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Hunting, Fishing Prizes Offered | Ocelot Recovery Plan | San Antonio River Festival | Valley Birding

Win Your Dream Year Outdoors

One lucky TPWD hunting or fishing license buyer is going to get more than the usual number of satisfying outdoor experiences this year. License holders can enter a special online contest to win the prize package of every nature-loving Texan’s dreams: a year of amazing outdoor adventures, top-of-the-line gear and more.

Only Texas residents with an annual or lifetime license are eligible to enter the drawing for the grand prize package that includes a guided hunting trip, three guided fishing trips, $2,000 in Cabela’s gift cards and gear, a Franchi 12-gauge shotgun, some lodging at La Quinta Inns and Suites and a 2017-18 season Super Combo License.

The winner and his/her guest will join a TPWD fisheries team in kayaks on the pristine Devils River and TPWD coastal fisheries biologists on an offshore research vessel in the Gulf of Mexico. But that’s just the start! The prize also includes one guided dove hunt and three fishing adventures, including a bass trip with Cabela’s TV outdoor show hosts (televised nationally), a trophy blue catfish outing on famed Lake Tawakoni and a guided saltwater fishing excursion on Matagorda Bay.

Enter free online at www.tpwd.texas.gov/DreamYearby Nov. 30.


Recovery Plan Developed for Ocelots

Ocelots, those iconic, elusive wild cats, stalk the South Texas thorn scrub by night. Habitat loss and fragmentation have meant they have increasingly less room to roam. Fewer than 100 ocelots are known to exist in the United States.

The U.S. Fish and Wildlife Service has released a long-term recovery plan to restore and protect the endangered ocelot, in both the U.S. and Mexico.
Ocelots are found primarily in South Texas at two national wildlife refuges and on at least two private ranches. Their range extends through Mexico and South America. Arizona also has a small population.

The landmark plan’s ultimate goal is to increase ocelot numbers, protect and expand their habitat, improve their genetic fitness, reduce the effects of human population growth on their survival and enable them to pass between the U.S. and Mexico.

“The ocelot in Texas is critically endangered and faces a host of complex threats,” says TPWD mammalogist Jonah Evans. “While recovering this species is a daunting task, this plan provides a clear pathway for ocelot recovery. It summarizes what is currently known about ocelot status and identifies the actions necessary to conserve ocelots in Texas and Tamaulipas.”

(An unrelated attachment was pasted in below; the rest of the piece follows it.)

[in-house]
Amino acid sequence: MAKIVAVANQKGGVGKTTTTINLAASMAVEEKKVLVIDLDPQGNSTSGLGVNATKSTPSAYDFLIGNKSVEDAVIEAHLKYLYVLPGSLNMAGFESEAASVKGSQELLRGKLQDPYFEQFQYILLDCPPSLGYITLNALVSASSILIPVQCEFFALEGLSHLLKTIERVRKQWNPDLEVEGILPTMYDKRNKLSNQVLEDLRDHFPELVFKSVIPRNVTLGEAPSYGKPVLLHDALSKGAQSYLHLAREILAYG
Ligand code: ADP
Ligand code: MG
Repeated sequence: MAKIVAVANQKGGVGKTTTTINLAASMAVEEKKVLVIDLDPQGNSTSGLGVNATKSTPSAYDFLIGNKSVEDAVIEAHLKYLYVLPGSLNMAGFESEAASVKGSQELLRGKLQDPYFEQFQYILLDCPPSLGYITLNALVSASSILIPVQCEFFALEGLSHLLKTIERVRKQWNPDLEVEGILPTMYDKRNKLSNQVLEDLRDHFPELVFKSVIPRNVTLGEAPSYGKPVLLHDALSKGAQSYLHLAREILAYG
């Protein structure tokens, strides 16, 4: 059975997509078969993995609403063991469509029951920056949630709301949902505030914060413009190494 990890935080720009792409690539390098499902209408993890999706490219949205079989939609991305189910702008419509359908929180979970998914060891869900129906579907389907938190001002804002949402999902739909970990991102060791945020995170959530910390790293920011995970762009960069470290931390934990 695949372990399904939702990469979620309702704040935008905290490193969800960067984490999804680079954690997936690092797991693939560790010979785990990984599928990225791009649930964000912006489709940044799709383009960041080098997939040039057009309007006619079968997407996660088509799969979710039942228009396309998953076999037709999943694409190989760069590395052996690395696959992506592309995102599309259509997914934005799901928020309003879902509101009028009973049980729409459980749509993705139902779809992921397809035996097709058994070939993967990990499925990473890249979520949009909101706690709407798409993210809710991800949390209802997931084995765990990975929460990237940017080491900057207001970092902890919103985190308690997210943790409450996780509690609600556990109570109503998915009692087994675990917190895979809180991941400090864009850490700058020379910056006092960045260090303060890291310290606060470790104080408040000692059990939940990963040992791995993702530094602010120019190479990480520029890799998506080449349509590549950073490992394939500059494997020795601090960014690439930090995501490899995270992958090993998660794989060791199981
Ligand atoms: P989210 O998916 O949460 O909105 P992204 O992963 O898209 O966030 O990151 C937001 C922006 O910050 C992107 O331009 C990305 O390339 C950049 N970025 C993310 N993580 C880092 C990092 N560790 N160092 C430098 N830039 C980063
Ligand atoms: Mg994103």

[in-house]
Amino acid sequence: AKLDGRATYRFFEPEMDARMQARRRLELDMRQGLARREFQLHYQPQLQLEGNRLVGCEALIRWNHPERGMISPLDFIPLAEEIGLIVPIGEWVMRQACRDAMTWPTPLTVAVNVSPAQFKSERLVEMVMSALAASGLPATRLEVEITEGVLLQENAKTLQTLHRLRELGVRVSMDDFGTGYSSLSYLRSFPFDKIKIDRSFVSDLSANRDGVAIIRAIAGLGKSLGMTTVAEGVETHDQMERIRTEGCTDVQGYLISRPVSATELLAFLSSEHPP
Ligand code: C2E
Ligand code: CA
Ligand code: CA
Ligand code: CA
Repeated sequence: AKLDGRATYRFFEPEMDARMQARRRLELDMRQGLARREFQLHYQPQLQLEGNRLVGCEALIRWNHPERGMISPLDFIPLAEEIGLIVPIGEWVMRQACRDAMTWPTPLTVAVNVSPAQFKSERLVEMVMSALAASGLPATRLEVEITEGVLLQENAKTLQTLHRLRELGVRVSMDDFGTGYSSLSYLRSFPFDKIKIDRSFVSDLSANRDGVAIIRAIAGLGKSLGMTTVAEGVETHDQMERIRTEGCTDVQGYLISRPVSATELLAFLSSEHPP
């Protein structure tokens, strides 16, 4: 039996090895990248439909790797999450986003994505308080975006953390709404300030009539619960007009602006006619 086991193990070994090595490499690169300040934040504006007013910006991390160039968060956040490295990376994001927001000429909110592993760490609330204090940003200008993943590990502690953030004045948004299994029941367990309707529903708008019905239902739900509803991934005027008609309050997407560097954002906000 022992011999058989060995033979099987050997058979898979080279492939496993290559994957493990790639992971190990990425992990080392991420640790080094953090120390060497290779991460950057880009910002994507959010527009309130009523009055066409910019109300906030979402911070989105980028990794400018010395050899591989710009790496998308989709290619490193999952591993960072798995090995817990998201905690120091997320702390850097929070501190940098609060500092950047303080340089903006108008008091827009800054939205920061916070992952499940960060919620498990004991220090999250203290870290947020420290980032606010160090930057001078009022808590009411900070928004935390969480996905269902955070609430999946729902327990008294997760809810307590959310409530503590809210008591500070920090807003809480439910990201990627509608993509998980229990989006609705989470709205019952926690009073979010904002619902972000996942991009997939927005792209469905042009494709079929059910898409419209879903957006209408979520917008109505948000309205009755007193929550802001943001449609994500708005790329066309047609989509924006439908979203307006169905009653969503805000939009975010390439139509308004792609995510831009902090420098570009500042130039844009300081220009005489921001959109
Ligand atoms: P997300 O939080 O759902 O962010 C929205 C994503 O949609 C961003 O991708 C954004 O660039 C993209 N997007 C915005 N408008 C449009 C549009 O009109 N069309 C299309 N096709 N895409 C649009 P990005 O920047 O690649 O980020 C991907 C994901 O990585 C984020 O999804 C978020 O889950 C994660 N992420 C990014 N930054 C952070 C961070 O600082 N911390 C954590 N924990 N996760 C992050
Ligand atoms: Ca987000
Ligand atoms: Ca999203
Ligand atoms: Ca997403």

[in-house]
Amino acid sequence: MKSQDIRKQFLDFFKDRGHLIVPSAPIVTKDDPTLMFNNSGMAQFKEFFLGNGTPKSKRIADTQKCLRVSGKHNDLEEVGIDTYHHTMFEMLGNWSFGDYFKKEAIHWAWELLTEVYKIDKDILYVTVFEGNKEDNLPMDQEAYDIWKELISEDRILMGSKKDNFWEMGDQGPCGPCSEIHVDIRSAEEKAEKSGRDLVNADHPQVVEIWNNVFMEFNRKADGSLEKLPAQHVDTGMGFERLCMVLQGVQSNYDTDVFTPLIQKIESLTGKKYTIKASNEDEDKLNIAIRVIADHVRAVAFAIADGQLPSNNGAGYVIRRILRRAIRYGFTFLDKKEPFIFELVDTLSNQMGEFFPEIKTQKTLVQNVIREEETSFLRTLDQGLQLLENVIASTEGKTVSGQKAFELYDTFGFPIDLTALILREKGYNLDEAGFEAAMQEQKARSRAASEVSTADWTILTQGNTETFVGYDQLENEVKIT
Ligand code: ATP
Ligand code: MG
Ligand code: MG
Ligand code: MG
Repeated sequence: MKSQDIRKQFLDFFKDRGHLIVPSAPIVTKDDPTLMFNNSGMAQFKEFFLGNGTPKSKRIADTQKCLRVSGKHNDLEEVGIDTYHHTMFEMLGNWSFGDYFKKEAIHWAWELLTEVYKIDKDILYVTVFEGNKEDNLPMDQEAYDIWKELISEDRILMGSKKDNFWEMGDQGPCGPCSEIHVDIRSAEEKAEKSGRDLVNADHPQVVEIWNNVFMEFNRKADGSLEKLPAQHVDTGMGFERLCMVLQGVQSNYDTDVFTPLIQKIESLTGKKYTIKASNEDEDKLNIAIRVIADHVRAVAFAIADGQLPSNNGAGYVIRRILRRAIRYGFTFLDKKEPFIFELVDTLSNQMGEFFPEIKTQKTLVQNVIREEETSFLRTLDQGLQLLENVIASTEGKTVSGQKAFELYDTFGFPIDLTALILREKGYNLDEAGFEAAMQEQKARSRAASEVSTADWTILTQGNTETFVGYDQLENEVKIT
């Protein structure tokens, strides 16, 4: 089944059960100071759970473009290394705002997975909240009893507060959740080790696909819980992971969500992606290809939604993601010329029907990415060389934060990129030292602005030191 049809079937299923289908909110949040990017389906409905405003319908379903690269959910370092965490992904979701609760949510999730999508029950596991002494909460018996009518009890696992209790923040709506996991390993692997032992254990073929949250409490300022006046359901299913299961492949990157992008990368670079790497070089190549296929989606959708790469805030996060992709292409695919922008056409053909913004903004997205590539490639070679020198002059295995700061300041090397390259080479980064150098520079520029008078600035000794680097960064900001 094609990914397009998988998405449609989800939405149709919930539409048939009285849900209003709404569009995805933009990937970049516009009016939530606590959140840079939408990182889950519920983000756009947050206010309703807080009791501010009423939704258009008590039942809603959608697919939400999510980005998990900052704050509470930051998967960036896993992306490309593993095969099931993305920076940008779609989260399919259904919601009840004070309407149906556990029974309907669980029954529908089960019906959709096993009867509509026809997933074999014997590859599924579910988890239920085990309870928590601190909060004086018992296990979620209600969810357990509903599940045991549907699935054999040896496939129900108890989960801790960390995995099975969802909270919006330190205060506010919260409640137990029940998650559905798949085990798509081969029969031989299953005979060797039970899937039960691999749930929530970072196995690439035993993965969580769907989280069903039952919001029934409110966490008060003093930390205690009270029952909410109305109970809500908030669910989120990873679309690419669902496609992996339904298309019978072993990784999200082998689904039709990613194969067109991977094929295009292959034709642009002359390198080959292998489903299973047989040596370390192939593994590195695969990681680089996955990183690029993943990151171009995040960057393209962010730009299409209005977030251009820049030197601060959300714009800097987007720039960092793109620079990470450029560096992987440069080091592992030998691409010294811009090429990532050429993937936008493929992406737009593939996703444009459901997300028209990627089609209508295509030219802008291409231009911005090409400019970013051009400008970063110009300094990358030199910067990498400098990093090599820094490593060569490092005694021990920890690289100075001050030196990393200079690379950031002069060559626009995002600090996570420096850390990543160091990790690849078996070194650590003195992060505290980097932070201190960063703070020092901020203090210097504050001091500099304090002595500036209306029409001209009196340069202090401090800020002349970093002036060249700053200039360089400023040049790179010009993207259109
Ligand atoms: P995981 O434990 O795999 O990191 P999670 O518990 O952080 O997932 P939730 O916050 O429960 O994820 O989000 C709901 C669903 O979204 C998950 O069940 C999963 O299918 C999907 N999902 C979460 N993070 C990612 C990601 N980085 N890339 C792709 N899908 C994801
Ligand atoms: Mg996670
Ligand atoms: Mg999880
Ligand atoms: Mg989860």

Rio! Rio! Explores San Antonio River History

The history of the San Antonio River is the star of Rio! Rio! on Saturday, Nov. 12, at Goliad State Park and Historic Site. Demonstrators and re-enactors will help visitors experience what it was like to live along the river during different historical periods.

Volunteer demonstrators will fill the mission compound with hands-on learning stations where craftsmen like blacksmiths, leather workers and candle makers exhibit their skills. There will be an archeology lab, a Texas zoo, Spanish colonial friars and soldiers and more. Try your hand at grinding corn, creating cordage, roping and ranching.

More than 1,000 students from across South Texas will attend a special session on Friday to learn about mission life, the San Antonio River and the natural and cultural resources of the park.


Valley Festival Attracts Birding Enthusiasts

Looking to enjoy the birding riches that Texas offers? There’s no place better than the Valley to see a large variety of birds, including 20-plus species not found anywhere else in the country. The 23rd annual Rio Grande Valley Birding Festival offers five days of field trips, seminars and a trade show Nov. 2-6 in Harlingen.

Visitors say you can’t see it all in one year, and the list of field trips led by professional guides attests to that. The Biking for Birds field trip is for those who like to bird-watch on two wheels. Compete in a fast-paced “big day”-style field trip during which vans of birders try to spot more bird species than the others. Another outing takes attendees to the 760 acres of Bentsen-Rio Grande State Park, where a hawk-watch tower provides great views of raptors and the gardens are magnets for butterflies and hummingbirds.

There will be bird-banding demonstrations, a butterfly field trip, a birding workshop for beginners, a “birding by ear” field trip to the Santa Ana National Wildlife Refuge and a trip to South Padre Island with naturalists Scarlet and George Colley. For more information: www.rgvbf.org.

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